I assumed a complete rebalance to the target allocation
at the beginning of each year (after withdrawal of that year's living expenses). I ignored
any associated tax consequences associated with this action.
I analyzed retirement starting years from 1926 through
1979 inclusive. This is a total of 54 different 30-year retirement scenarios.
For starting years after 1969 that would have included
years later than 1998 (the last year for which I had data) I simply rolled
over back to 1960, 1961, etc. The choice of 1960 was a strictly arbitrary choice.
I did not do a complete MVO (Mean Variance Optimization),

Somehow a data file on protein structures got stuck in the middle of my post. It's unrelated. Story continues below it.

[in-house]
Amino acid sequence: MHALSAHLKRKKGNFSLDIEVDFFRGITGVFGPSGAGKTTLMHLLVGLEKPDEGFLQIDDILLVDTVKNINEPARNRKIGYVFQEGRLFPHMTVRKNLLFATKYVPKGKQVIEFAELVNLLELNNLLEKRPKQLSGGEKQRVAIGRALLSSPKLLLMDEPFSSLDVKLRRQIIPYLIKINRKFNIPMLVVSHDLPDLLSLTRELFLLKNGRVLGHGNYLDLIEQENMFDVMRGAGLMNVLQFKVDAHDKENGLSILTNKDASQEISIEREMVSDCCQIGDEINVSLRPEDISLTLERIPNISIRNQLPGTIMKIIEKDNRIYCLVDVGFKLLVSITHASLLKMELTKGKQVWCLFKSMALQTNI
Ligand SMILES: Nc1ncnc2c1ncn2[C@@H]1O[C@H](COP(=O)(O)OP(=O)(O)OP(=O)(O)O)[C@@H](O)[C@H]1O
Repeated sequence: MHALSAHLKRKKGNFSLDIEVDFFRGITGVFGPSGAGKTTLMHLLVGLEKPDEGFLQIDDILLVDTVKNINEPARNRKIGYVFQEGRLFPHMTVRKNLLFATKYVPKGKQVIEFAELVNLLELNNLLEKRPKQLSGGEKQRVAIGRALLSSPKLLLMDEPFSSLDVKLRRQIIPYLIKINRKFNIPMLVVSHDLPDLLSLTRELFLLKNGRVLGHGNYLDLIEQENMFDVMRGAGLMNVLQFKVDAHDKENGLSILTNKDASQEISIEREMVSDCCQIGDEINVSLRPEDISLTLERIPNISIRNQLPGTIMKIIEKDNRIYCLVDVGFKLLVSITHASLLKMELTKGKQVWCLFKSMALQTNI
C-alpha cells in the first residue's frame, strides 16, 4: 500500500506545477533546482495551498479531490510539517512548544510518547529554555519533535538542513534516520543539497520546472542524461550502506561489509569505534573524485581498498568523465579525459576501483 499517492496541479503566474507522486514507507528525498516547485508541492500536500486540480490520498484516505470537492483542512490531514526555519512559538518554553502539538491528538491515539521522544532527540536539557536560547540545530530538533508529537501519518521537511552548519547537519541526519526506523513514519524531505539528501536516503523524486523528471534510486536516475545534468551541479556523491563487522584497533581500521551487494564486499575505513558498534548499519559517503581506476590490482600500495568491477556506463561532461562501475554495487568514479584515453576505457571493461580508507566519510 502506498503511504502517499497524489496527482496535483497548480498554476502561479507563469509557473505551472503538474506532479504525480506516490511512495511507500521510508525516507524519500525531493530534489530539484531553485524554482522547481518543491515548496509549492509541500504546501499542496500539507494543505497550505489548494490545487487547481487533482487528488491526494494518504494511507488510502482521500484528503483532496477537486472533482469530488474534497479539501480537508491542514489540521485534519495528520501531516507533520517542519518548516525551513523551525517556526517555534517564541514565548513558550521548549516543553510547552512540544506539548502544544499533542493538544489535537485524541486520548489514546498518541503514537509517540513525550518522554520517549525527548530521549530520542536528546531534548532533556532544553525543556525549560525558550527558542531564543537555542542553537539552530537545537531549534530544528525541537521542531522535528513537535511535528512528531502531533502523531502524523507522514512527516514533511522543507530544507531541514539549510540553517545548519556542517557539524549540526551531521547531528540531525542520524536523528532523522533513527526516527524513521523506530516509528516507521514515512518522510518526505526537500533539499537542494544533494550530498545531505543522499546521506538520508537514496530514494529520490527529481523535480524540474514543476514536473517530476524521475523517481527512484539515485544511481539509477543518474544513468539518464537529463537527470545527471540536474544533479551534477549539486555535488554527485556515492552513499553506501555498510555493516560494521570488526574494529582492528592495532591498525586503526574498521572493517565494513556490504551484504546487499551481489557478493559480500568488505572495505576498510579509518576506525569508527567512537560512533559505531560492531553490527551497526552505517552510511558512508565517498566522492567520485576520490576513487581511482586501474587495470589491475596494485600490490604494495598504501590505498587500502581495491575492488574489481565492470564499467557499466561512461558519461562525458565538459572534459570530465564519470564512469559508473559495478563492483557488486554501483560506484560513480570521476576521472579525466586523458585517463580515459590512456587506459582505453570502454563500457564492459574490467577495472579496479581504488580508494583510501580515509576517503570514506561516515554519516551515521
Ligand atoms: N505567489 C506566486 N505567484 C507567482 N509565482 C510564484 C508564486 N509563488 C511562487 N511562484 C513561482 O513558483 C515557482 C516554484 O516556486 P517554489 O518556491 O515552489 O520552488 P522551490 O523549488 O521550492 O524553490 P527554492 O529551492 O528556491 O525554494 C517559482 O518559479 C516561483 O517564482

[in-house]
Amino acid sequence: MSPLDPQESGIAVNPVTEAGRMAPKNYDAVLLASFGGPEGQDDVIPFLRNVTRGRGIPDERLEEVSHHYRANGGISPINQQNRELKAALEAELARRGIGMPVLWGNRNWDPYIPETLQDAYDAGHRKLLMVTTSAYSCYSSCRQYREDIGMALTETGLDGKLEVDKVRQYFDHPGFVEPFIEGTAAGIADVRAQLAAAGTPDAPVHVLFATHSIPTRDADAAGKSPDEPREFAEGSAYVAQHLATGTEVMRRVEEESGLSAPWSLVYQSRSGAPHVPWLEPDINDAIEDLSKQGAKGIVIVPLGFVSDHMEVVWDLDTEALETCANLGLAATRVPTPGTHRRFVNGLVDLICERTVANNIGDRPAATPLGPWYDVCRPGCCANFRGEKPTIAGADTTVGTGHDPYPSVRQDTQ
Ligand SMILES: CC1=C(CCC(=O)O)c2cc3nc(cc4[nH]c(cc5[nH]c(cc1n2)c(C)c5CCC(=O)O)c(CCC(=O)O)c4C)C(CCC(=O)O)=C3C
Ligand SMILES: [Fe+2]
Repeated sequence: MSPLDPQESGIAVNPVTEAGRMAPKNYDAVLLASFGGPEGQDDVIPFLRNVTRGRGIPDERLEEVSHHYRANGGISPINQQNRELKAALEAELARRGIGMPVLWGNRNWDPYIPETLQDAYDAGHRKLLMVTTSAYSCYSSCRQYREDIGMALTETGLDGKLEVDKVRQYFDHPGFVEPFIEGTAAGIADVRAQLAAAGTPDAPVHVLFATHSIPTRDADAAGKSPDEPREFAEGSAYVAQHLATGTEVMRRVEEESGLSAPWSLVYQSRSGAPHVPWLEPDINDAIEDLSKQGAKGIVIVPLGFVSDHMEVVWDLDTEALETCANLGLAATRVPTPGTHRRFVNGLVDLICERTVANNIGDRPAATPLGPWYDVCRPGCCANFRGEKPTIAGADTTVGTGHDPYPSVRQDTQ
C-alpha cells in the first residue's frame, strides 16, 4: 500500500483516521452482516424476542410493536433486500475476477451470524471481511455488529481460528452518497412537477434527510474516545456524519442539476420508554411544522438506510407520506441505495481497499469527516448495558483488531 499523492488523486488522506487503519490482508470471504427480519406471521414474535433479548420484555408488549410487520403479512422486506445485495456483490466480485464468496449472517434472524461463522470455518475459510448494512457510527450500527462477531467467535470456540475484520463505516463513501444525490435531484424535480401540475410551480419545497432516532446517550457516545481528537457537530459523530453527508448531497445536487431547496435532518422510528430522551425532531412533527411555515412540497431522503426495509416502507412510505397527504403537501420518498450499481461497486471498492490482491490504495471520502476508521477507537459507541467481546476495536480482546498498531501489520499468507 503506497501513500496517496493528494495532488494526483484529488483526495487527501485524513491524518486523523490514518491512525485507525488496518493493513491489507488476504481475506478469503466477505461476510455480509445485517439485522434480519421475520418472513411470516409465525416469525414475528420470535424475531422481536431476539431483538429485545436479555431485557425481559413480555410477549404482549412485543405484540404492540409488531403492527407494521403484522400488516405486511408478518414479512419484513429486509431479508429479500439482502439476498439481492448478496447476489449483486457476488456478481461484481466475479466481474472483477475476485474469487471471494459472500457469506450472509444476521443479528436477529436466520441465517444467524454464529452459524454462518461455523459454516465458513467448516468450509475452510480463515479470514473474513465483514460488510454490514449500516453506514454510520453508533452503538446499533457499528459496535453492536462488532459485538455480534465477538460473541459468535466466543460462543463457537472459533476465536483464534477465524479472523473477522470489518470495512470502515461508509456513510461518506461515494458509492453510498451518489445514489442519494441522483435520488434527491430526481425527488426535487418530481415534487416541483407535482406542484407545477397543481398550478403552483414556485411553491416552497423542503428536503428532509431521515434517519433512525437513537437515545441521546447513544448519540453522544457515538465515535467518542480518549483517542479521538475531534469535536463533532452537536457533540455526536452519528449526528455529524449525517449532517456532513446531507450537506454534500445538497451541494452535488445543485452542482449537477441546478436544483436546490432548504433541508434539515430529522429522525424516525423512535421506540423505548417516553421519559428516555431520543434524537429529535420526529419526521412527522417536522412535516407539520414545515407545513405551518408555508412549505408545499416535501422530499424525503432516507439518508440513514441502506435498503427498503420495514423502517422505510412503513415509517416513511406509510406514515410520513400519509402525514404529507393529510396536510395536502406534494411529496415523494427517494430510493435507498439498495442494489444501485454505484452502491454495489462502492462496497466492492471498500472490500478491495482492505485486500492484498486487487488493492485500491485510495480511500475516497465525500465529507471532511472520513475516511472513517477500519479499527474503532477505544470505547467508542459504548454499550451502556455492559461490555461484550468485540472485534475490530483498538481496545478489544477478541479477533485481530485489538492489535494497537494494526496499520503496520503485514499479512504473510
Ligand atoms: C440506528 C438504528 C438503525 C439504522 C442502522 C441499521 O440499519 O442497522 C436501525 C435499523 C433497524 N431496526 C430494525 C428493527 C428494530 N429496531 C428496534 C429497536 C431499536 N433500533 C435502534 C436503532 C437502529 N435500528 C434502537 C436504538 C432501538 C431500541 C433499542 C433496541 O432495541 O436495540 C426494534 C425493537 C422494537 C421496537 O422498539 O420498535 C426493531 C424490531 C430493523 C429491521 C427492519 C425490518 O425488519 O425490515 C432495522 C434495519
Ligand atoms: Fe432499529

but the playing around that I did indicated to me that Long Term Bonds (government or
corporate) offered very little value so I ignored these two asset classes in my asset
I used a 5% short term (treasuries) allocation in all
cases because nothing else seems practical to me (even index funds tend to have a couple
percent allocation to cash in most cases).
I ignored any investment expenses (fund expenses,
brokers fees, etc.) that might be encountered in practice.
Each withdrawal was made at the beginning of the year and
placed into an account (in practical terms probably an interest bearing checking account)
whose net return was .33 x initial value x Treasury Bill return. I was trying to simulate
the return of that checking account across the year (average balance of approximately 50%
of the withdrawal at the beginning of the year and earning somewhat less than Treasury
The most straight-forward use of this data would be to
treat taxes just like any of your other expenses.